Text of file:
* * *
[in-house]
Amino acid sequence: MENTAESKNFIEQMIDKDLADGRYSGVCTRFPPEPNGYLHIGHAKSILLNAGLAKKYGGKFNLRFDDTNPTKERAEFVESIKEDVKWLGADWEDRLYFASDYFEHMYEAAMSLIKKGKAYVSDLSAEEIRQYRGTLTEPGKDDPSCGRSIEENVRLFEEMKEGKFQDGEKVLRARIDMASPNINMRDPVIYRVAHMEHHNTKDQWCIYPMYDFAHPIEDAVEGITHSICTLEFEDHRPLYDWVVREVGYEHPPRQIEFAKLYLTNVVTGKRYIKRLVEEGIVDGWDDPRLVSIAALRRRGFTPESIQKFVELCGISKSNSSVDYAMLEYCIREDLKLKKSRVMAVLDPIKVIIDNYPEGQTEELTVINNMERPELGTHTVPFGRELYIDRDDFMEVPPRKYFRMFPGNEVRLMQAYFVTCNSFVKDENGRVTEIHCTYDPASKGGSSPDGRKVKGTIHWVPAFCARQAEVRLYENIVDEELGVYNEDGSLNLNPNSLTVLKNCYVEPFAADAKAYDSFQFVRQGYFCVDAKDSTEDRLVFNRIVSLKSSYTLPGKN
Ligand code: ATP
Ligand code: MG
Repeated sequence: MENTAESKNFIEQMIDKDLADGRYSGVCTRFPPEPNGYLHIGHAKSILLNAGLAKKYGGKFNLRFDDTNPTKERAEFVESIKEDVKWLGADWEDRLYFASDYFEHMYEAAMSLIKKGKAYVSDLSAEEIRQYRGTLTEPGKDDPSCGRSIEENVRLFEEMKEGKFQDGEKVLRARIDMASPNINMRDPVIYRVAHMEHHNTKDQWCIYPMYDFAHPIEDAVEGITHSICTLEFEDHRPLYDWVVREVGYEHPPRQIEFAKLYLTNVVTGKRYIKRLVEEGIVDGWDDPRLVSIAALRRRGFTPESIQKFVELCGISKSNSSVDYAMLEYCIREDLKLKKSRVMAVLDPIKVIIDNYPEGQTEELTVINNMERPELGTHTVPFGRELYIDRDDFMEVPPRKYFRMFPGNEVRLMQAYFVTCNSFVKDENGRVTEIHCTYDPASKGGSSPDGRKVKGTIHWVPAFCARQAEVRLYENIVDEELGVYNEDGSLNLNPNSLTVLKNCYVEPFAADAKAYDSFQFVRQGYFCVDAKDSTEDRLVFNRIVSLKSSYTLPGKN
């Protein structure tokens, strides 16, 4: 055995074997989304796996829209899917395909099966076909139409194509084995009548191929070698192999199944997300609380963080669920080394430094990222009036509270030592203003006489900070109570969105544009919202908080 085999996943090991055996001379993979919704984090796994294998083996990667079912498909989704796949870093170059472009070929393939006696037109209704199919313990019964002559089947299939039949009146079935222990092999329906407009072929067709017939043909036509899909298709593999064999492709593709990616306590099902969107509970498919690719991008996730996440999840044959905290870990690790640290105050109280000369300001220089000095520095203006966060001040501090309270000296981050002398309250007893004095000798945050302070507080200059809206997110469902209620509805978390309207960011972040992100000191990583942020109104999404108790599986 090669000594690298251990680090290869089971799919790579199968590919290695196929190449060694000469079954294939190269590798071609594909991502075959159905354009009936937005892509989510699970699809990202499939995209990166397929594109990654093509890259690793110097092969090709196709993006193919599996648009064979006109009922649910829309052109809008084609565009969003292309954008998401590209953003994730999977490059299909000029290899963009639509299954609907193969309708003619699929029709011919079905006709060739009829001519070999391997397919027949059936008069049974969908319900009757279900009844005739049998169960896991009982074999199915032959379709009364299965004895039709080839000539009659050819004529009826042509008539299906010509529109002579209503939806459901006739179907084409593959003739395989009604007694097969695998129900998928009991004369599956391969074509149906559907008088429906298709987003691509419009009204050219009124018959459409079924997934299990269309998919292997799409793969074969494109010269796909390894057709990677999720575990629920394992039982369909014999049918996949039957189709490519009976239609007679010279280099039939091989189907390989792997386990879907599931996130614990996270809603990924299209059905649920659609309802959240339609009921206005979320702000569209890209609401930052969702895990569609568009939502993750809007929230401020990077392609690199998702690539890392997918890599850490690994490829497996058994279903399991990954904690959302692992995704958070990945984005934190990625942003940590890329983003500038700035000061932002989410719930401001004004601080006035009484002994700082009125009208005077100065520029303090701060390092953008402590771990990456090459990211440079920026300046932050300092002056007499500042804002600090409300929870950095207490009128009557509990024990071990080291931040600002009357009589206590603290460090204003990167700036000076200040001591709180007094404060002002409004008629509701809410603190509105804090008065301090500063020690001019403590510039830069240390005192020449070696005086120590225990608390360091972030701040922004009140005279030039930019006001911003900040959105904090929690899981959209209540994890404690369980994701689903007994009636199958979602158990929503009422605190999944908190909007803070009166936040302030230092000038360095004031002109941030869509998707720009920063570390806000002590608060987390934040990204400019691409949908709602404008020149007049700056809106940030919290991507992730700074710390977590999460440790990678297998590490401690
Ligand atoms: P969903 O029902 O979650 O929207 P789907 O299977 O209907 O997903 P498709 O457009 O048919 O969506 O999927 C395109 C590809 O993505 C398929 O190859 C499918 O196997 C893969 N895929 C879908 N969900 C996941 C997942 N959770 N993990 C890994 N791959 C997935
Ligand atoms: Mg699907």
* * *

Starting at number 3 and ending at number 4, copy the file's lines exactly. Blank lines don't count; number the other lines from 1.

Ligand code: ATP
Ligand code: MG